Fantastic Fest’s 15th anniversary this year just happens to coincide with the 10th anniversary of the American Genre Film Archive (AGFA). The nonprofit, which started out as a passion project for the Alamo Drafthouse after acquiring a large lot of 35mm films, has grown into housing over 6000 films and is one of the main theatrical distributors for genre film and outsider art. Over the years they have gone from simply finding, archiving, and making these films available to restoring them as well, making sure generations to come can experience them as they were intended on the big screen.
I’ve been following Joe Ziemba’s career since he was blogging solo on Bleeding Skull, a repository of SOV (shot on video) love. Today he’s still reviewing SOV madness, now with his partner Annie Choi, but he is also the Director of AGFA. I got to sit down with Joe at Fantastic Fest, very aptly in a karaoke room with a coffin for a table, to discuss not only how he got into this lost art of shot on video filmmaking from the ’80s, but the mission of AGFA going forward, as well as some exciting Bleeding Skull news for fans.
First, what was your introduction to SOV horror and how did you find your calling on Bleeding Skull reviewing films that, at the time, were forgotten?
I discovered shot on video movies completely by accident. I didn’t know it was a thing at all. I just knew movies, and I was touring with my band at the time across the country, and I’d started getting more heavily into collecting VHS — this is around 2002. So that was a time when all the video stores were liquidating all their VHS tapes. So, we would roll into each town and then I would find the video stores and then they’d be, you know, two for $3, all video tapes. I amassed so many tapes, and it was in the infant days of IMDB. So, I was really kind of going blind based on the covers and there wasn’t really any information on the movies.
I bought a movie called Boarding House. The tape is a Paragon VHS of that movie, and the cover was a woman on a bed, just kind of like jumping out of the bed, and there’s a monster in the bed grabbing her. I was like, this looks incredible. I don’t know what it is. And I got it home and put it in and something felt off about it. Like surreal when I was watching it. It took me a few minutes to understand that, oh, this was shot on a camcorder. It looks like video. It’s like my grandpa’s home movies. That was the first time I had been exposed to it. So, from there I just couldn’t believe what I was seeing, is this is a thing, like people actually made movies on VHS and beta cameras, I couldn’t believe it.
So that’s where kind of the obsession for that started, because I just thought it was so fascinating. It’s so different than anything I’d seen, and Bleeding Skull came out of that. I would watch something that I really loved, one example is this movie Shriek of the Mutilated from 1974. It’s about a bigfoot in the hills of upstate New York, and I really loved the movie. It was one of the first bigfoot gore movies I had seen. So, I went online in the very early days of message boards, and people were just trashing it and saying “it’s so bad it’s good” and making fun of it and Mystery Science Theater. I was so disappointed, because I was having these experiences with these movies that were like unlike any I’d had before. I was like, this is a new portal of movies that I didn’t know existed, and I had all this new information that they’re wonderful, they’re like so crude and just crazy.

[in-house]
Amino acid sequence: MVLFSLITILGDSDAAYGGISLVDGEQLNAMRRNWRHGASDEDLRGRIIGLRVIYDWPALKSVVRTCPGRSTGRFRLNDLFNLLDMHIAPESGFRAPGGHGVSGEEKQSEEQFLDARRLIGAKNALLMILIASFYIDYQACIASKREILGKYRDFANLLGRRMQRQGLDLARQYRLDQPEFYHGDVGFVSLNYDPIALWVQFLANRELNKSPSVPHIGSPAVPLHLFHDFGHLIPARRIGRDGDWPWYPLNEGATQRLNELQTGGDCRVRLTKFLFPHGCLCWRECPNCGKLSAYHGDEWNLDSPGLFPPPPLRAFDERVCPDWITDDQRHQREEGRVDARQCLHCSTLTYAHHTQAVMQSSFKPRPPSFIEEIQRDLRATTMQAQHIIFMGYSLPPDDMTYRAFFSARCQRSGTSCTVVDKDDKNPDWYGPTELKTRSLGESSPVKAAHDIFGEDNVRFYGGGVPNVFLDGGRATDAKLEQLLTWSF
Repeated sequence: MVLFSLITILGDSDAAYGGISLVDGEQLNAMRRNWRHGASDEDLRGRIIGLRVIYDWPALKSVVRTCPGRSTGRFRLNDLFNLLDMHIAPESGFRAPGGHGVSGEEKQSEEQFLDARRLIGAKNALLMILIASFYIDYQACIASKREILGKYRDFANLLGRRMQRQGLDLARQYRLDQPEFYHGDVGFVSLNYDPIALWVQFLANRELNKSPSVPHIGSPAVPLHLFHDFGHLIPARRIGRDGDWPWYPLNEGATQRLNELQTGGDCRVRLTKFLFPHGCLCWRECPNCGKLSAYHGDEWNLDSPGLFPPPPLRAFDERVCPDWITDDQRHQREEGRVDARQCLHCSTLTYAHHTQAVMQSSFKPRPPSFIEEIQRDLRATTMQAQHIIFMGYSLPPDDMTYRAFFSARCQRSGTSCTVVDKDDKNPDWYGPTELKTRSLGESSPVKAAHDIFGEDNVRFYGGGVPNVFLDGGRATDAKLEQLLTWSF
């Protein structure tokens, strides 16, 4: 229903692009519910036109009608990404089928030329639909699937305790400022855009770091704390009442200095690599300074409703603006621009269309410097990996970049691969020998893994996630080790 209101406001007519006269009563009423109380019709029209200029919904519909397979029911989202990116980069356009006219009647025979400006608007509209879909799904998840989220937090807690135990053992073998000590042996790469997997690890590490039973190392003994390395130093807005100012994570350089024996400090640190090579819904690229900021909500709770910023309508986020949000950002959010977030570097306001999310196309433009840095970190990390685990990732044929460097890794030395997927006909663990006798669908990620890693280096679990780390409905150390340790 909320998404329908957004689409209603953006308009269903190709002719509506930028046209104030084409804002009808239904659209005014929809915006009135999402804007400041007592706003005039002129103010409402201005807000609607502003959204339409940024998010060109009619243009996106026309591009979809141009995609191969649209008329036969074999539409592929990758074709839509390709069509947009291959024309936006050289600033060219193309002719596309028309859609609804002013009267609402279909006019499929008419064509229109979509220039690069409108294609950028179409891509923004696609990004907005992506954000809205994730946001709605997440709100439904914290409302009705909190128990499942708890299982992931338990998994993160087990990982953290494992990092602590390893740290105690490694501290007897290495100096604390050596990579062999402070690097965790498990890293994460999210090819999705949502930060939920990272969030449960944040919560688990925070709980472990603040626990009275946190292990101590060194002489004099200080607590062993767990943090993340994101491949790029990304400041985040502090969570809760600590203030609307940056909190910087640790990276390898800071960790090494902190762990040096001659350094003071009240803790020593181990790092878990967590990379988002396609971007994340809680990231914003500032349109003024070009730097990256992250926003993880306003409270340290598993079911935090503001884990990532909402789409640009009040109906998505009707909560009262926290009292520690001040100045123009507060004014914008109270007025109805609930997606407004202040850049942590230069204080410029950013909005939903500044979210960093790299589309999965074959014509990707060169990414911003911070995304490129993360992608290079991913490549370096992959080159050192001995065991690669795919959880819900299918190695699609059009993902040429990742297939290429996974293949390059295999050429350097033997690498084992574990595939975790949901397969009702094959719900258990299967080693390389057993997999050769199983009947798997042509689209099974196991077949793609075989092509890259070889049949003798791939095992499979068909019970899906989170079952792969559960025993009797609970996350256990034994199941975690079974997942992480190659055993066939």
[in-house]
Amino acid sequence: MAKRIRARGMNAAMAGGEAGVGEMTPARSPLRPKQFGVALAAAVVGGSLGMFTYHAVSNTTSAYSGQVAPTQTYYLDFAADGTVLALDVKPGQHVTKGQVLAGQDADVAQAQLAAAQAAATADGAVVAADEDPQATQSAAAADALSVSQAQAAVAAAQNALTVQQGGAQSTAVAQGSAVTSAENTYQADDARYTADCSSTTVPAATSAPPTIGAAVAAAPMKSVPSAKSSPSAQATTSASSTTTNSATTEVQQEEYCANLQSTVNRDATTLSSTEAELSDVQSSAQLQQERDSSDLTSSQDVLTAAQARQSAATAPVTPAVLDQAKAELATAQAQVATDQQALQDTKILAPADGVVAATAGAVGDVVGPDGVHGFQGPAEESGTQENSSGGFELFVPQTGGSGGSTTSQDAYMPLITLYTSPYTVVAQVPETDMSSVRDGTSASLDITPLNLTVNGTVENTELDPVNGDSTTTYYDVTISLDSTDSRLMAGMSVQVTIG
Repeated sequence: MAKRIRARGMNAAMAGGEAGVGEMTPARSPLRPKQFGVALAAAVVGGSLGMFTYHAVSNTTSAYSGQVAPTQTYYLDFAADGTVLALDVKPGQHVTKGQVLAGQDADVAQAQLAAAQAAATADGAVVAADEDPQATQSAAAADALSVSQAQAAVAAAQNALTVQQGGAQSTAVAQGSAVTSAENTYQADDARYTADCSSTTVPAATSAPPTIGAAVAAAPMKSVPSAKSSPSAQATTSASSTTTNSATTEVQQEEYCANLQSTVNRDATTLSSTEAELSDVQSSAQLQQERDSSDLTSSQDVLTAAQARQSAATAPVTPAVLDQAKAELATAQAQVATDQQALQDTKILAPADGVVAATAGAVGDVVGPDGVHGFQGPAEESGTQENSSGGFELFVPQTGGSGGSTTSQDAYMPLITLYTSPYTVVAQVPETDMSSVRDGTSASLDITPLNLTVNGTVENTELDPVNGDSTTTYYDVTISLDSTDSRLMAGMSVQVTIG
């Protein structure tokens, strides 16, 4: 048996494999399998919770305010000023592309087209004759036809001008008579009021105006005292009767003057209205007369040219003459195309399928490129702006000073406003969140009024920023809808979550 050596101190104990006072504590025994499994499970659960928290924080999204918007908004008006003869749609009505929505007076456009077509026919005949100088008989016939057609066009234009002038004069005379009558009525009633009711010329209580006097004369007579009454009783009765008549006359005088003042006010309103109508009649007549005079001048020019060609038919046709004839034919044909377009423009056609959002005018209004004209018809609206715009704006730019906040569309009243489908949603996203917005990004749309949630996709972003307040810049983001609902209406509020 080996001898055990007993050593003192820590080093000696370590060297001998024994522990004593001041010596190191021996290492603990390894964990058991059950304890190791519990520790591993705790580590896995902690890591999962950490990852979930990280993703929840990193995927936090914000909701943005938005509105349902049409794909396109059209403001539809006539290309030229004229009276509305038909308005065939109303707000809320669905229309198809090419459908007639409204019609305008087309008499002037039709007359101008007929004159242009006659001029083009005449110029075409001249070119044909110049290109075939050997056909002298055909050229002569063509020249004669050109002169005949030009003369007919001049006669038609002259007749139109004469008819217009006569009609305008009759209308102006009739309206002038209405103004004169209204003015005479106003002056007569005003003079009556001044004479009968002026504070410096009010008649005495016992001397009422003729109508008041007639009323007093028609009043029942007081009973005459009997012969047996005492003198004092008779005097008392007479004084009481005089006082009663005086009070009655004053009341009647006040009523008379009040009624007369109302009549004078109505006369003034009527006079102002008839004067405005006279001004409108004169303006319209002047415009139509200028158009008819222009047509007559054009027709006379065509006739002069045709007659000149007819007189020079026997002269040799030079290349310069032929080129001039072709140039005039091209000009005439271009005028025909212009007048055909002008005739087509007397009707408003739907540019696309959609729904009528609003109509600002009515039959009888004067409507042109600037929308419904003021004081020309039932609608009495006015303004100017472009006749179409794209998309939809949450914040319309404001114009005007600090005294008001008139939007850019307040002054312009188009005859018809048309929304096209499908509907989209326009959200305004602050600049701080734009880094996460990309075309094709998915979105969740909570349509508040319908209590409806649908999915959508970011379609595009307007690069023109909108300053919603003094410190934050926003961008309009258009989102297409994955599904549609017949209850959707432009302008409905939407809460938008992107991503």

So, I just decided that I’m going to start writing about these films, because I want to share my point of view, which is not so bad. It’s good. I hated it. I just wanted there to be another opinion out there that was not — I wanted there to be respect for the movies and champion them. Because I figured there are other people like you out there. Bleeding Skull was originally supposed to be a design website for my design work, and then halfway through I was like, fuck this, I don’t care about design, I’m just going to write reviews. The first three or four years of Bleeding Skull I was doing like four reviews a week, I was just blasting through stuff.
So I learned. I hadn’t written anything before. I’d taken some writing classes in college, but I wasn’t like a writer. So yeah, I just, I just did it and that was it.
Yeah, that’s the one thing I really identified with when I found your site. You find the sincerity in the film and you talk about that. You can tell that somebody tried to make the best movie that they could make. It just turned out to be something like Blood Lake, and I really love that. How did you find your voice and work out your review style?
I think I didn’t know what I was doing. I’m inspired by The Psychotronic Video Guide and Psychotronic magazine, Steven Puchalski’s Slimetime, and Shock Cinema really. I’m impressed by the energy and the savageness of their reviews. They just cut, get right to it, and it’s hard. Their opinions and what they love, what they don’t love, and so those were really inspiring. I think it was just trial and error. I just eventually found a style that I liked, and then it just kept working at it all these years, because it was so fun.
That leads me into your new Bleeding Skull book on the ‘90s. I know it keeps getting delayed, is it done or is there any update?
Yeah, well we finished it two years ago. What happened is that Fantagraphics Books has a lot of big name books in the pipeline, so it just kept getting delayed for bigger projects. Yeah, when it went up on the Amazon, the cover is not the real cover. That was kind of a solicitation cover and the date that they had put up was never real. It was just like something they put up as a place holder. So now it’s going to be fall 2020 officially, which is three years after we finished the book. So it’s been a long journey, but it’s okay. I think it’s kind of indicative of where publishing is at to now. It’s hard to get a book published these days.